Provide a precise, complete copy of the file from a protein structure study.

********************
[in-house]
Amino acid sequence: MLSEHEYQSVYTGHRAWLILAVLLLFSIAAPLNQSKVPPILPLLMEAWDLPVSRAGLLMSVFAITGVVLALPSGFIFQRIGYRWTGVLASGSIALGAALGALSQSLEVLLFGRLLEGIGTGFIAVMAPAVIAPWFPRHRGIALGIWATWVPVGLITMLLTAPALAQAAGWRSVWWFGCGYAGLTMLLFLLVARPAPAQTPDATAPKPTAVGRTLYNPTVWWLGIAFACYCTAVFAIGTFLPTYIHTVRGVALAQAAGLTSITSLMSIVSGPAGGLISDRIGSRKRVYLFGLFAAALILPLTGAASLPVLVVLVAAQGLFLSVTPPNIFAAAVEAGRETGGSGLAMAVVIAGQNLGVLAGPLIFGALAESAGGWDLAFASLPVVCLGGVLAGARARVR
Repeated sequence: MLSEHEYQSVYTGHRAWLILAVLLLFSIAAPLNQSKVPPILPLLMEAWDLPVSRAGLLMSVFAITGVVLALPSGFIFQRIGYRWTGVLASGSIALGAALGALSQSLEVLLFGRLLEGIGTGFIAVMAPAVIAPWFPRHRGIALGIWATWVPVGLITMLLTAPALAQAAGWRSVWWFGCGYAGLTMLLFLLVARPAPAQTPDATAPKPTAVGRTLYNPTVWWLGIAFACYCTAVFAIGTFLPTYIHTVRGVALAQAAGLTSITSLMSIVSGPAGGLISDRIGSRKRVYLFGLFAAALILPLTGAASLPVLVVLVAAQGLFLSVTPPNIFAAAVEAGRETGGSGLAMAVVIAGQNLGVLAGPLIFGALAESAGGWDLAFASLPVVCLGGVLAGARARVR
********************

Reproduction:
[in-house]
Amino acid sequence: MLSEHEYQSVYTGHRAWLILAVLLLFSIAAPLNQSKVPPILPLLMEAWDLPVSRAGLLMSVFAITGVVLALPSGFIFQRIGYRWTGVLASGSIALGAALGALSQSLEVLLFGRLLEGIGTGFIAVMAPAVIAPWFPRHRGIALGIWATWVPVGLITMLLTAPALAQAAGWRSVWWFGCGYAGLTMLLFLLVARPAPAQTPDATAPKPTAVGRTLYNPTVWWLGIAFACYCTAVFAIGTFLPTYIHTVRGVALAQAAGLTSITSLMSIVSGPAGGLISDRIGSRKRVYLFGLFAAALILPLTGAASLPVLVVLVAAQGLFLSVTPPNIFAAAVEAGRETGGSGLAMAVVIAGQNLGVLAGPLIFGALAESAGGWDLAFASLPVVCLGGVLAGARARVR
Repeated sequence: MLSEHEYQSVYTGHRAWLILAVLLLFSIAAPLNQSKVPPILPLLMEAWDLPVSRAGLLMSVFAITGVVLALPSGFIFQRIGYRWTGVLASGSIALGAALGALSQSLEVLLFGRLLEGIGTGFIAVMAPAVIAPWFPRHRGIALGIWATWVPVGLITMLLTAPALAQAAGWRSVWWFGCGYAGLTMLLFLLVARPAPAQTPDATAPKPTAVGRTLYNPTVWWLGIAFACYCTAVFAIGTFLPTYIHTVRGVALAQAAGLTSITSLMSIVSGPAGGLISDRIGSRKRVYLFGLFAAALILPLTGAASLPVLVVLVAAQGLFLSVTPPNIFAAAVEAGRETGGSGLAMAVVIAGQNLGVLAGPLIFGALAESAGGWDLAFASLPVVCLGGVLAGARARVR